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Introduction

For the forty years and more that the UK has been a member of the EU, successive British governments have declined to monitor, analyse and report to the people the impact of the EU on the economy. One can only speculate on the reasons for this reluctance, but its consequences will be known to anyone who has listened to prime ministerial and ministerial speeches over the years about the benefits of EU membership and the Single Market. None include substantial evidence to support their arguments.

None refer to the impartial and authoritative databases, of the OECD, UNCTAD and UN Comtrade, the World Trade Organization or the World Bank, which reflect what has actually happened to the UK economy whilst it has been a member of the EU and the Single Market. Instead, they have preferred to tell us what they think has happened, or hope might yet happen, or what some model predicts could or should happen. And the media have not on the whole pushed them to provide or collect evidence for themselves.

Unfortunately, large British and multinational businesses who might well have measured the benefits of membership for their own sectors, or even for the country as a whole, have behaved in much the same manner. They have declined to publish any convincing evidence about their preference for remaining in the EU, even when expressly invited to do so during the Balance of Competences Review in 2013.

Governments and businesses have behaved as if the authority of their positions entitles them to speak off the tops of their heads, believing that their audiences will assume that because they are, or were once, parties to EU decision-making, they have accumulated convincing evidence of the advantages of EU membership. Evidence which cannot, for some undisclosed reason, be passed on to the rest of us. Perhaps they think we would not understand the details.

Once upon a time, circa 1975, voters might have accepted this. Today, voters are rather more sceptical of official, elite depictions of the EU. This handbook is for them, prepared by one ordinary voter for others who would like the relevant evidence about the costs and benefits of EU membership, to help them decide about the merits of continued EU membership.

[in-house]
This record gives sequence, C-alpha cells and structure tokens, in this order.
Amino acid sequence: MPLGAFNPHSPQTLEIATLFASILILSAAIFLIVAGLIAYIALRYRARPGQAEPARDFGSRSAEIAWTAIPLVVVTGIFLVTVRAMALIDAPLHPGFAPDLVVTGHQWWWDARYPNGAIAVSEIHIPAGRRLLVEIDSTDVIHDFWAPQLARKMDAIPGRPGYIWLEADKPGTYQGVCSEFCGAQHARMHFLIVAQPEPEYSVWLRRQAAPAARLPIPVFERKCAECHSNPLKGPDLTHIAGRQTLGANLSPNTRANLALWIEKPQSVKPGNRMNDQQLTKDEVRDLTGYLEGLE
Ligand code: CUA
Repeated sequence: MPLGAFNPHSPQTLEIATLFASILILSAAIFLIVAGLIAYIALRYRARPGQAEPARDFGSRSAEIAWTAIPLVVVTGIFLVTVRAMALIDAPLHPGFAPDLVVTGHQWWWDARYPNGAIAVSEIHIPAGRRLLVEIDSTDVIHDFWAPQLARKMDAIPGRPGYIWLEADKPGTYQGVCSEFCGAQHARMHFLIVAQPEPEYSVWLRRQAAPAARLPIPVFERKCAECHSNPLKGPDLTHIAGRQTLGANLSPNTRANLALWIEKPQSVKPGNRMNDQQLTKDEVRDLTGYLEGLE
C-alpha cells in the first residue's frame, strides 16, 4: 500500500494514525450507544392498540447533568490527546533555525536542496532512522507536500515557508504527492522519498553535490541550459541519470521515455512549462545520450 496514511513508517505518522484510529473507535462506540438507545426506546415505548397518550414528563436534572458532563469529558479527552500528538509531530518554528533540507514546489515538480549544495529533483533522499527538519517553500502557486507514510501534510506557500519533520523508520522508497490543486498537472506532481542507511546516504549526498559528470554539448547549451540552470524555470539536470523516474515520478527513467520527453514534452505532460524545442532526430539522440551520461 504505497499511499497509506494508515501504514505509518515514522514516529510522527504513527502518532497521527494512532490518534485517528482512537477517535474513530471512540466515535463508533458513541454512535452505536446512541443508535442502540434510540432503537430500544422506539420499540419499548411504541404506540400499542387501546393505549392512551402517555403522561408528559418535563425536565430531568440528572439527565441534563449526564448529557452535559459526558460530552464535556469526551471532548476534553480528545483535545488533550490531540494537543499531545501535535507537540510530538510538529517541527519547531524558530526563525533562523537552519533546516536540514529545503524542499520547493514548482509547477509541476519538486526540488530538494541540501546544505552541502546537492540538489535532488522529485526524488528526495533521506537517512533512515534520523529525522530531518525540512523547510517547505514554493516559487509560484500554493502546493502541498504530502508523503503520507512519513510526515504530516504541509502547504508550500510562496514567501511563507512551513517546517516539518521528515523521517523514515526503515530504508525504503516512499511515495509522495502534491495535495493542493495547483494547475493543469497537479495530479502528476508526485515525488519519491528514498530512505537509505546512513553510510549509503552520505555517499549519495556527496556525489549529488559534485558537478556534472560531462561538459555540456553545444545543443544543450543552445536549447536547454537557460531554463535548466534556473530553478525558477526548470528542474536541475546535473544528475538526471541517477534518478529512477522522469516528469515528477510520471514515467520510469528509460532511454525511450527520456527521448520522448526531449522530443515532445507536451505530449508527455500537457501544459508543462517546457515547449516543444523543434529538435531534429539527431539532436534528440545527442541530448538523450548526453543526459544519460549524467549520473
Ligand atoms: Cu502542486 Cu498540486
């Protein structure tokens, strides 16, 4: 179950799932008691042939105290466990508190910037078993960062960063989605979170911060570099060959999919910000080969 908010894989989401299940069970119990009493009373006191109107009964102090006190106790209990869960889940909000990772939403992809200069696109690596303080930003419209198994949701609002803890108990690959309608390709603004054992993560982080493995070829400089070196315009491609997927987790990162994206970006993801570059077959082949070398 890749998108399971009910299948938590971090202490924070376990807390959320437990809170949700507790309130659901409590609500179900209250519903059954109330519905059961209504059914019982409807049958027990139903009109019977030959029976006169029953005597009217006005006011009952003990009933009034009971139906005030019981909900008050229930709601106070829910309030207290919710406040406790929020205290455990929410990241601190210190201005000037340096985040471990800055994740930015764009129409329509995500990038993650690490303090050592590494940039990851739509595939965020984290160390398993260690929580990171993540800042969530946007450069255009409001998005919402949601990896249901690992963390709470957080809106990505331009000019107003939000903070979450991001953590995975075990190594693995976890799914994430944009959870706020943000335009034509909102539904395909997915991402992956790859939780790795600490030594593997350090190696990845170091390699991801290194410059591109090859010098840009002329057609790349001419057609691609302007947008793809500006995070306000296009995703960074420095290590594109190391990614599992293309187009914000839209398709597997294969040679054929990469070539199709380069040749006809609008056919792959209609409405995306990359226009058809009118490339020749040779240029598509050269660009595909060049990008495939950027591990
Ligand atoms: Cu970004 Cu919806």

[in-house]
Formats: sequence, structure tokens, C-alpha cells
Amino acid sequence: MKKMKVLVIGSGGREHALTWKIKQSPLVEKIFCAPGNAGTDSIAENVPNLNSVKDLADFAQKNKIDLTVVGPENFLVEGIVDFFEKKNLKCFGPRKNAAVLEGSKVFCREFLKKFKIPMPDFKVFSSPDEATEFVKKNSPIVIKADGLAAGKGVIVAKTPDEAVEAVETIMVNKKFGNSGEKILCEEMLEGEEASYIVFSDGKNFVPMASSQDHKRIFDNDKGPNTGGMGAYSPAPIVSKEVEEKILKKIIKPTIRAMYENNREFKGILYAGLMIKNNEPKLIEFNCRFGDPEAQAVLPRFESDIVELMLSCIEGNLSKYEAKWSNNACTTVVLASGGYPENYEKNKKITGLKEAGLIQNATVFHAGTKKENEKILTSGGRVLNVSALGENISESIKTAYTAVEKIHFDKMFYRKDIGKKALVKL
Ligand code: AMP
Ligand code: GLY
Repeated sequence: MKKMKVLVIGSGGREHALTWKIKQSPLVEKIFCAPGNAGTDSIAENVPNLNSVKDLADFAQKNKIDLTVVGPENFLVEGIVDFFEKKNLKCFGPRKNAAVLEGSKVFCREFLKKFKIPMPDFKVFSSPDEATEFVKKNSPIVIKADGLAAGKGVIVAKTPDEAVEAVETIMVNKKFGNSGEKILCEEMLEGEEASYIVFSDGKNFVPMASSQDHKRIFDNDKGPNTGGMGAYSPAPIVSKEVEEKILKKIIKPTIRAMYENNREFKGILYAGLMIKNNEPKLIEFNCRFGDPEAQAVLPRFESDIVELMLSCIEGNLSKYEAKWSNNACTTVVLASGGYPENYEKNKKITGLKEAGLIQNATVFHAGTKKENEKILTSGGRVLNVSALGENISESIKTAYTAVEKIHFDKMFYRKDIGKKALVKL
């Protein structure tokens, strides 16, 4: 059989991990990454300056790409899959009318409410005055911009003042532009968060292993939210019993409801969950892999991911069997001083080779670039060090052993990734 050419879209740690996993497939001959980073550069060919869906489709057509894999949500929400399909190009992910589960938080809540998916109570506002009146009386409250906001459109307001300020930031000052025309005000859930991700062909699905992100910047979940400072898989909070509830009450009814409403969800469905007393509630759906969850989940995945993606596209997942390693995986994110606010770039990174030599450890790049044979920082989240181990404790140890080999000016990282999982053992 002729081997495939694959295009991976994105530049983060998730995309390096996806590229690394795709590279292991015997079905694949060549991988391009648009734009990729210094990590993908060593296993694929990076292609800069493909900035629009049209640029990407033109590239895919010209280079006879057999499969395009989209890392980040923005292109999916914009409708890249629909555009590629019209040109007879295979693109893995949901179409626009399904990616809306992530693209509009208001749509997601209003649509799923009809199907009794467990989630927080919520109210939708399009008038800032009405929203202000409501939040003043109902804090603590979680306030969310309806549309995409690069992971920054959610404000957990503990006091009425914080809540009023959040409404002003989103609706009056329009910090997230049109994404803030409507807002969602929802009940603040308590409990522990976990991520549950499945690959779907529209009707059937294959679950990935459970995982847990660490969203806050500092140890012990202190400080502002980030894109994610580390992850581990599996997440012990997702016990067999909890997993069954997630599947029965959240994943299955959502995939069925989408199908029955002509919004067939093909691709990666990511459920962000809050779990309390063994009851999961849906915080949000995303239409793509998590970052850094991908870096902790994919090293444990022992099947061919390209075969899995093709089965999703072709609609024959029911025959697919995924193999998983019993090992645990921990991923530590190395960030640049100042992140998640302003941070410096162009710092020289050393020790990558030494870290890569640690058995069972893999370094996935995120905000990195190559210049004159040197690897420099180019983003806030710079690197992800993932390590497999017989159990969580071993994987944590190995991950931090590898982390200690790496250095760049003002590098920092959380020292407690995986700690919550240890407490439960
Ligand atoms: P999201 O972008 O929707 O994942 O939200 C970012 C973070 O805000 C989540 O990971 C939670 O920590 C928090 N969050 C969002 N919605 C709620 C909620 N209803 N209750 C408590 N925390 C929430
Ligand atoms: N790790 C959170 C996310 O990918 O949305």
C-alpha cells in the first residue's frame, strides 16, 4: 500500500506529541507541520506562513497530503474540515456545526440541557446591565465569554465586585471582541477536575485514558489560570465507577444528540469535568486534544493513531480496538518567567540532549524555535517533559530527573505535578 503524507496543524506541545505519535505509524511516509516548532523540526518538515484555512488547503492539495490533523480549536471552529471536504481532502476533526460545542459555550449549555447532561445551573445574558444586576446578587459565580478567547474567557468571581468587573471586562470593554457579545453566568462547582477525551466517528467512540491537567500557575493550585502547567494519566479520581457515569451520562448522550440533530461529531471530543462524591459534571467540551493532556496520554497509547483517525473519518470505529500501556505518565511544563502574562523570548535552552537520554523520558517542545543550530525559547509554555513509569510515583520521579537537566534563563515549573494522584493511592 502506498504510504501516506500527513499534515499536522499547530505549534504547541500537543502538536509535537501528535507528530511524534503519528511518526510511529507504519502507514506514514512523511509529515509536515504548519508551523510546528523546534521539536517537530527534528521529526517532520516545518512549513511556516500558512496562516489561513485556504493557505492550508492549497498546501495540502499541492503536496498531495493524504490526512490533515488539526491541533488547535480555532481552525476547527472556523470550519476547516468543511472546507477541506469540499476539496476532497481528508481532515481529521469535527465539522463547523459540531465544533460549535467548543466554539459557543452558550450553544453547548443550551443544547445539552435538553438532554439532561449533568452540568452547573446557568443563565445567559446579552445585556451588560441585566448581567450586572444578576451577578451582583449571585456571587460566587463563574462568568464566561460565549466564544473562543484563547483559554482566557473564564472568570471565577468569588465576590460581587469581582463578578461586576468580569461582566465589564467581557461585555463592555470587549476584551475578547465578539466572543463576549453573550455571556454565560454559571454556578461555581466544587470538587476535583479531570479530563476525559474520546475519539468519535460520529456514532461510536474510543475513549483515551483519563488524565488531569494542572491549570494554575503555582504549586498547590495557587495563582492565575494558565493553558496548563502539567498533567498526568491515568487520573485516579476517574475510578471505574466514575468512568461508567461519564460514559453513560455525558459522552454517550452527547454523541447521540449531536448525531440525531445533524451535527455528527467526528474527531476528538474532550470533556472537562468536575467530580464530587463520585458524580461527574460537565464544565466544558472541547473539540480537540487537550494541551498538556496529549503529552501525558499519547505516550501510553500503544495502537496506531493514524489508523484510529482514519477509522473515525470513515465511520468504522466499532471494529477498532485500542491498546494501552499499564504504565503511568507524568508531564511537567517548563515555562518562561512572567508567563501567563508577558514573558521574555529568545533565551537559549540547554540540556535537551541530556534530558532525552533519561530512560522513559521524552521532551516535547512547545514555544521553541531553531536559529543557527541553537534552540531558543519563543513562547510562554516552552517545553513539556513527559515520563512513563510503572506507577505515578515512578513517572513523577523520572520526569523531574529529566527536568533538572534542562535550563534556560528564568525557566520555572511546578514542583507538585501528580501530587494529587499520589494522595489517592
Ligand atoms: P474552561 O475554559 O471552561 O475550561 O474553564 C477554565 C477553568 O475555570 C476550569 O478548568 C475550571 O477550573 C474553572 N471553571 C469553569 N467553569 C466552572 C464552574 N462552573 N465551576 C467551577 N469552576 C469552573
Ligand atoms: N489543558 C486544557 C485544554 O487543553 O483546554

Its primary aim is to find, report and comment on this evidence, mainly about trade, but also about other events, institutions and policies that are relevant to the decision of whether to remain in or leave. UK governments have kept the people in the dark, failing to establish the impact of EU membership for the British people. The evidence presented here sometimes has to end with unanswered questions, and occasionally an unasked one.

One of the aims of the government in holding the referendum as soon as possible is to prevent all the relevant evidence from being put before voters in time for them to consider it. Publications of this kind are therefore produced under severe time constraints, so it is possible that despite our best efforts, errors may occur. If so, we want to hear about them. The source of the data or documents used is given in every case so it is possible for any reader to verify the data presented. The occasional basic calculations made before reporting findings are also shown so anyone can correct, supplement, or update them.

This study has been compiled in the spirit of the Prime Minister, who described himself in the House of Commons on 22 February 2016 as

Eurosceptical in the genuine sense: I am sceptical about all organisations and about all engagements. We should always question whether organisations work for us, and we should be doubtful about such things.

One must add, however, that he frequently makes claims about the Single Market that have little or no evidence to support them, while we endeavour to remain rather more consistently sceptical than he has proved to be. As such, what follows are 50 chapters of varying lengths that review, from a sceptical position, the most important issues in the debate on UK membership of the European Union.


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